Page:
(Reuters) - Nigeria are the only African team returning to the World Cup finals after playing in Brazil four years ago and must get past a familiar foe if they want to reach the second round again.
Nigeria have been paired with Argentina for the fifth time in six World Cup appearances, having finished second to Lionel Messi and his team in their group at the 2014 finals and advancing to the last 16, where they lost to France.
Getting past the group stage is the minimum target for Nigeria but they will also have to get the better of tough European pair Croatia and Iceland if they are to advance.
The Super Eagles are not short on confidence going into the tournament after defeating Argentina 4-2 in a friendly in Krasnodar last November and beating Poland away in March.
They also had to come through a World Cup qualifying group that included Algeria, who also got to the last 16 in Brazil, Zambia, and reigning African champions Cameroon.
“We have some exceptional players. We’ve found the right cocktail, the good mix between youth and experience,” said coach Gernot Rohr after Nigeria finished five points clear at the top of their qualifying group.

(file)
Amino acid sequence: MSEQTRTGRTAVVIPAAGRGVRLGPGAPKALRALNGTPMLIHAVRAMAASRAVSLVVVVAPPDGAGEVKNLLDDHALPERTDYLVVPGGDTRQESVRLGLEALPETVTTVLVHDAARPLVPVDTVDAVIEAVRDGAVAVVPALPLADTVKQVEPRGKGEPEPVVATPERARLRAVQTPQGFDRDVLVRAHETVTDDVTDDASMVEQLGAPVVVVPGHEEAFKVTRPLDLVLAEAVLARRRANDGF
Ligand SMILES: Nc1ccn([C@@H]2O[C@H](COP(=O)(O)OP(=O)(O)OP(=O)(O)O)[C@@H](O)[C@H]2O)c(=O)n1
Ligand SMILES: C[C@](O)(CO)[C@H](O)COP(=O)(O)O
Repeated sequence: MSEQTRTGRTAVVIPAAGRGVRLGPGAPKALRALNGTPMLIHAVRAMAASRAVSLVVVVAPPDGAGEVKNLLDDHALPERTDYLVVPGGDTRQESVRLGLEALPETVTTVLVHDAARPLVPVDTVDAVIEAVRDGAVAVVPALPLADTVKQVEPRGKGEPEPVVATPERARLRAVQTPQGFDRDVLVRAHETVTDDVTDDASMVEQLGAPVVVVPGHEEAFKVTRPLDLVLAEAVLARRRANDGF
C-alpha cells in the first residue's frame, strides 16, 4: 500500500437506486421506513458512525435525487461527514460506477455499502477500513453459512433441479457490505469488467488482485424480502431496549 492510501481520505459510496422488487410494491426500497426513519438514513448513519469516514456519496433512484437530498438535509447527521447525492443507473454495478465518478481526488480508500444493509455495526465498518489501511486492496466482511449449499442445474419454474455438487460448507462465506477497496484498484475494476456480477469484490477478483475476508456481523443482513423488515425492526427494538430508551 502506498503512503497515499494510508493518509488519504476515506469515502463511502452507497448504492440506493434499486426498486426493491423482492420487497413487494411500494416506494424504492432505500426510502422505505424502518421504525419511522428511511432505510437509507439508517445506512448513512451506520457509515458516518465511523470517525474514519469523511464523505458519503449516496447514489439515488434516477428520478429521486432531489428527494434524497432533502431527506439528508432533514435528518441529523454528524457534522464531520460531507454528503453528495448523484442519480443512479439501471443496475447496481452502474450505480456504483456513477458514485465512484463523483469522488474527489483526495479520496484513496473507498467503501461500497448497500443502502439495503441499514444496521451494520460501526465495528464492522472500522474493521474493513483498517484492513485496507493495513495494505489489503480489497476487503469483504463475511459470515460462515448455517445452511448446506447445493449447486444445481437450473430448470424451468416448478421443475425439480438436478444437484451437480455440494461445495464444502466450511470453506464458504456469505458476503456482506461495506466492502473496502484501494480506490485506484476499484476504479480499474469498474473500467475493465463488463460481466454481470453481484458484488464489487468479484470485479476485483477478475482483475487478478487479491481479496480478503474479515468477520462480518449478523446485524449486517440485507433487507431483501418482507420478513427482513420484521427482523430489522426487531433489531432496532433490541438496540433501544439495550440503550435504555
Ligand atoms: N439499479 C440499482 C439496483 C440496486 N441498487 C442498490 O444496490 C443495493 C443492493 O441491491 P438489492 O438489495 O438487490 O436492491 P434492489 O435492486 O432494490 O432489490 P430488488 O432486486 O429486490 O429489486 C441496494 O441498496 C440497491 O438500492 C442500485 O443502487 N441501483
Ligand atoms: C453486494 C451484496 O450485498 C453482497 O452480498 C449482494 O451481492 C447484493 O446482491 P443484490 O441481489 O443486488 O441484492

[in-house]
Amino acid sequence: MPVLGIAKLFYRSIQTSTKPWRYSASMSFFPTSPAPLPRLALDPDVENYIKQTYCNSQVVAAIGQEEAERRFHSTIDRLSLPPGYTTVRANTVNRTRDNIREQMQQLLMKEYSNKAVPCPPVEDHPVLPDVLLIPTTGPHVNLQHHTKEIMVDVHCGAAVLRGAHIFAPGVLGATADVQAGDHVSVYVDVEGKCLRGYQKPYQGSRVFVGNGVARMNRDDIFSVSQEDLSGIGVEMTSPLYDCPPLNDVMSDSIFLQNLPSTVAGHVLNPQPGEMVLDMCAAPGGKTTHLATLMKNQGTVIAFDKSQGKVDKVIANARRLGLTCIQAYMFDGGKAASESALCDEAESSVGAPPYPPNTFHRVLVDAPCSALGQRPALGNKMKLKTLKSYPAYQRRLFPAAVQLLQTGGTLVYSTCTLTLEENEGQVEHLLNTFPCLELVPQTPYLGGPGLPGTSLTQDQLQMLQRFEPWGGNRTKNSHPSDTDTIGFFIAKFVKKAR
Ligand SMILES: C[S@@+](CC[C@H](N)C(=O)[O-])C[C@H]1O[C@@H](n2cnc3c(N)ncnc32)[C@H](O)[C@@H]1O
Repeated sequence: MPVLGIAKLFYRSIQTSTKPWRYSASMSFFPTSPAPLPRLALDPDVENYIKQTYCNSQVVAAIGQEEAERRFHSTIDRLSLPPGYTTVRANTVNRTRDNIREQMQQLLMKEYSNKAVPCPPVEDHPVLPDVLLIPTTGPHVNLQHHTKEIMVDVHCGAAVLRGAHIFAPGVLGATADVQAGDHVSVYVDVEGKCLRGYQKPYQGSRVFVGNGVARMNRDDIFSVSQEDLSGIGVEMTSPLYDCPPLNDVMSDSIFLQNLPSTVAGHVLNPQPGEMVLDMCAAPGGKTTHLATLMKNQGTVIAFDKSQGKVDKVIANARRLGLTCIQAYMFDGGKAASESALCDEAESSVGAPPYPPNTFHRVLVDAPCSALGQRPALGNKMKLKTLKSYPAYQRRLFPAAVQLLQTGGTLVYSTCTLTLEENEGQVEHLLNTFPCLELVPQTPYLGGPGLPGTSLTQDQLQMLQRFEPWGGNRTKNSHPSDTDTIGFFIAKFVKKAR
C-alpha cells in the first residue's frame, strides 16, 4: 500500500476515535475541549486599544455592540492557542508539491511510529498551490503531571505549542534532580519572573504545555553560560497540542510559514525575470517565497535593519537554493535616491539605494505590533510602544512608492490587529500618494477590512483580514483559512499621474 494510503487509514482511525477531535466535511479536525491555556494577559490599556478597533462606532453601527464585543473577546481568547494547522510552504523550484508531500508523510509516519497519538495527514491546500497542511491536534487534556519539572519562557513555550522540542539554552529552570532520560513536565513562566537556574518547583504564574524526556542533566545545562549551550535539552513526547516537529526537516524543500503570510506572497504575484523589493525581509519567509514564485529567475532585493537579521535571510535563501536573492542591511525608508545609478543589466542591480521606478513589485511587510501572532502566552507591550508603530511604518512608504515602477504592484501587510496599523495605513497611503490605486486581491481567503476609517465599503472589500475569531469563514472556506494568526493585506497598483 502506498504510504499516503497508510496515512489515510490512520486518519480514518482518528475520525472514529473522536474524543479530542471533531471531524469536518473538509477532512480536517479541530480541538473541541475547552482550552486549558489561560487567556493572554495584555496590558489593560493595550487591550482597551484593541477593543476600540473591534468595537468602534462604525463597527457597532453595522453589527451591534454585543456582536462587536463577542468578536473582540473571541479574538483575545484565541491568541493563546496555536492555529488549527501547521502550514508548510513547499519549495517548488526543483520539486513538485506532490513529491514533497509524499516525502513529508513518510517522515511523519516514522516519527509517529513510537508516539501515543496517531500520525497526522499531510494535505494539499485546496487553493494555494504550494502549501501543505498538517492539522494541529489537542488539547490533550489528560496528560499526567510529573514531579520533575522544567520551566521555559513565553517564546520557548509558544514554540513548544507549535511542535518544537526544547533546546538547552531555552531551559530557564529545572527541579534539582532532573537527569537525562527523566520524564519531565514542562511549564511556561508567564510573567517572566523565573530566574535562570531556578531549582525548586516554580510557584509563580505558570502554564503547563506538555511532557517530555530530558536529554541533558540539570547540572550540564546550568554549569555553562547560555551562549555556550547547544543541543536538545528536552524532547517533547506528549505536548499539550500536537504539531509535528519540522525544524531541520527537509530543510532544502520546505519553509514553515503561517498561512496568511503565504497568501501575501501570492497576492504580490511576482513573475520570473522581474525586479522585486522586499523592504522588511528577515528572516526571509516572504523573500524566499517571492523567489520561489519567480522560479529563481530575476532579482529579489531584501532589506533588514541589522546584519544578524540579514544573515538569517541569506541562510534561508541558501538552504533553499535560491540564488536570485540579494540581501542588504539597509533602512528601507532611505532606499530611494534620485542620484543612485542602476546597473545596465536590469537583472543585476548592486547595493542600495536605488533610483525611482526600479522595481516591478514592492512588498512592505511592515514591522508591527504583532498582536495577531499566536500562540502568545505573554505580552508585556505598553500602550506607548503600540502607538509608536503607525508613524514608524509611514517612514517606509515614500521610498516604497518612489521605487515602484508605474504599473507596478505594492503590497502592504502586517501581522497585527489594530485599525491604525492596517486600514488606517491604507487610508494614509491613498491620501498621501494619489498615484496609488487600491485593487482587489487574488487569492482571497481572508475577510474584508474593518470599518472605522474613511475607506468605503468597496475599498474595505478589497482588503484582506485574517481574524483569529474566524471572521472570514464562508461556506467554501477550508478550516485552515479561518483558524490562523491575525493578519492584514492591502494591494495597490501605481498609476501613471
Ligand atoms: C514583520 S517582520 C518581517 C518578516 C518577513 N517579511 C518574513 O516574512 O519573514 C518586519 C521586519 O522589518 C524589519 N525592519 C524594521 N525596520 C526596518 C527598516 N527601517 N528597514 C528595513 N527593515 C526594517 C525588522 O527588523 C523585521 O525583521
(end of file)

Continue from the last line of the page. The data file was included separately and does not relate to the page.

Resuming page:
The German coach, whose quiet demeanour belies a steely approach, has successfully brought order and routine to a previously chaotic set-up. He has also elevated emerging talent quickly into key roles in the team.
“We decided to integrate a lot of young people; players like Alex Iwobi, Kelechi Iheanacho and others who were already at big clubs,” he said. “With these new players and some old ones, we built a team that is solid.”
As part of a smoother, stronger administrative set-up this time around, Nigeria have implemented an extensive World Cup warm-up schedule, which includes a match against England at Wembley on June 2.
They have also attempted to head off the distractions that have hampered previous campaigns, notably arguments over money.
But the team always carry an unrealistic burden of expectation when they go to the World Cup, with the vast majority of Nigeria’s population of 186 million demanding some measure of success.
Nigeria have advanced past the first round three times but never reached the last eight –- which remains the benchmark of African achievement at the World Cup.
Editing by Peter Rutherford